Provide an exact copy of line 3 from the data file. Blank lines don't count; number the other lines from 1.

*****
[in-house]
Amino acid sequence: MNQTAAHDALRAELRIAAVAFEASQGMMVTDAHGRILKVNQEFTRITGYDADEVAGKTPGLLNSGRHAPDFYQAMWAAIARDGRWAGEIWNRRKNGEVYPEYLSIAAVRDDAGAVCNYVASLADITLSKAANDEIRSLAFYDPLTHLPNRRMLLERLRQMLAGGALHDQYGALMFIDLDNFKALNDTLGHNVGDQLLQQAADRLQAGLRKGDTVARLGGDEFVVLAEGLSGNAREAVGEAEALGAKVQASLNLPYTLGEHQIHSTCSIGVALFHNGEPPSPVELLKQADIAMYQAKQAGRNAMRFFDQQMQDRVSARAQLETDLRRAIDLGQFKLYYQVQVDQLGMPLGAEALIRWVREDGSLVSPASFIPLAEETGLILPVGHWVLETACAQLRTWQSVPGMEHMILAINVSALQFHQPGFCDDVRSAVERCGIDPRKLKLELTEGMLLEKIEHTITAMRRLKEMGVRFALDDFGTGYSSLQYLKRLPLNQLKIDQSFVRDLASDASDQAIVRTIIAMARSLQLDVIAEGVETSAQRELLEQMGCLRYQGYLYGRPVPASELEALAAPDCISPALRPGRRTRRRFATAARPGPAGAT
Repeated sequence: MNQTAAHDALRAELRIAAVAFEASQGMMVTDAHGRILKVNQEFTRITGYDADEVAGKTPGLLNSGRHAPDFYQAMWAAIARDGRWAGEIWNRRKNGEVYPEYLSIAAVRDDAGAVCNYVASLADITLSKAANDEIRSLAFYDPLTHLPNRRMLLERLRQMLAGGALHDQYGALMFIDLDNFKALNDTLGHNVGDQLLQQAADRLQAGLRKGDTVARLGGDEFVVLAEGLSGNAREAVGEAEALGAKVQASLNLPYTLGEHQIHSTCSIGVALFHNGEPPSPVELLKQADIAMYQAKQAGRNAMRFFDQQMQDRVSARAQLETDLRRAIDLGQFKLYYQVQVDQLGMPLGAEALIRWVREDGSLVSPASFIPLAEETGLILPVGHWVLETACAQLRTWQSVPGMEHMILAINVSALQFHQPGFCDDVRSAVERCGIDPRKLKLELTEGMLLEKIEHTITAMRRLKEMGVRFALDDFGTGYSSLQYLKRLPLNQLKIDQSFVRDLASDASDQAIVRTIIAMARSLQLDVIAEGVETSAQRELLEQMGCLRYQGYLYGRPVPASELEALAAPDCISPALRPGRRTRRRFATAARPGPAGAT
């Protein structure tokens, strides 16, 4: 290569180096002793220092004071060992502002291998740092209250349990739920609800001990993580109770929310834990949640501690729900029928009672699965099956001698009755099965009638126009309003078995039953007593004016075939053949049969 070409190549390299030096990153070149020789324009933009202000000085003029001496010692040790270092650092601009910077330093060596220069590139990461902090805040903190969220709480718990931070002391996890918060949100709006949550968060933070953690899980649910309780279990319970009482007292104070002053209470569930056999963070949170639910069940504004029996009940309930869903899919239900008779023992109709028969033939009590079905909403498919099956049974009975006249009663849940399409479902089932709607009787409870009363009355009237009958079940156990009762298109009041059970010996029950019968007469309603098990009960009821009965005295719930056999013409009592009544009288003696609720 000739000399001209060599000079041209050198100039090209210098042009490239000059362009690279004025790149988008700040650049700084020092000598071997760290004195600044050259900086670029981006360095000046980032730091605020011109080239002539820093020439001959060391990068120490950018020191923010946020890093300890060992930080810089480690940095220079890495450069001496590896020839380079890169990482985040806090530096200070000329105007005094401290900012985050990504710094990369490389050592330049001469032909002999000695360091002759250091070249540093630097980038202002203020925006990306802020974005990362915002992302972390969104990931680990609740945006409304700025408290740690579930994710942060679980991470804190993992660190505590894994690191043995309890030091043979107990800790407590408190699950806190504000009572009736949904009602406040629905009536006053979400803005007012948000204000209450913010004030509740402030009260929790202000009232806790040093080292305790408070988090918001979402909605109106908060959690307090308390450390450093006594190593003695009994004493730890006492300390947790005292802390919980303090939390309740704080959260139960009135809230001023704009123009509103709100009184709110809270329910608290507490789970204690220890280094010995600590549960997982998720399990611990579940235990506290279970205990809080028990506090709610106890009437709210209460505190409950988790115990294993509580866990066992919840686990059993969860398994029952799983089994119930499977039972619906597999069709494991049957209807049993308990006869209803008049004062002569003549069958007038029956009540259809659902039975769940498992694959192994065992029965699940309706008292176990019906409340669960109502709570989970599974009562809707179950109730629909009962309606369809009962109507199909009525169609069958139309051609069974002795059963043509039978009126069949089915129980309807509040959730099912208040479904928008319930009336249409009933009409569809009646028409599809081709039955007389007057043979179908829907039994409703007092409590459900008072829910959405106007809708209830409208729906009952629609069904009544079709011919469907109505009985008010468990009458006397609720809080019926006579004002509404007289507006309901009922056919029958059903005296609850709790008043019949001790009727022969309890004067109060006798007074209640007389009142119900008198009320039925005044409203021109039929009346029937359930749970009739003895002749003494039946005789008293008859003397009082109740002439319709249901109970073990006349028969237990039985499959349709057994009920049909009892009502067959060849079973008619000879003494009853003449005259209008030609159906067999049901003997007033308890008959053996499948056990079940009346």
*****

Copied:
Repeated sequence: MNQTAAHDALRAELRIAAVAFEASQGMMVTDAHGRILKVNQEFTRITGYDADEVAGKTPGLLNSGRHAPDFYQAMWAAIARDGRWAGEIWNRRKNGEVYPEYLSIAAVRDDAGAVCNYVASLADITLSKAANDEIRSLAFYDPLTHLPNRRMLLERLRQMLAGGALHDQYGALMFIDLDNFKALNDTLGHNVGDQLLQQAADRLQAGLRKGDTVARLGGDEFVVLAEGLSGNAREAVGEAEALGAKVQASLNLPYTLGEHQIHSTCSIGVALFHNGEPPSPVELLKQADIAMYQAKQAGRNAMRFFDQQMQDRVSARAQLETDLRRAIDLGQFKLYYQVQVDQLGMPLGAEALIRWVREDGSLVSPASFIPLAEETGLILPVGHWVLETACAQLRTWQSVPGMEHMILAINVSALQFHQPGFCDDVRSAVERCGIDPRKLKLELTEGMLLEKIEHTITAMRRLKEMGVRFALDDFGTGYSSLQYLKRLPLNQLKIDQSFVRDLASDASDQAIVRTIIAMARSLQLDVIAEGVETSAQRELLEQMGCLRYQGYLYGRPVPASELEALAAPDCISPALRPGRRTRRRFATAARPGPAGAT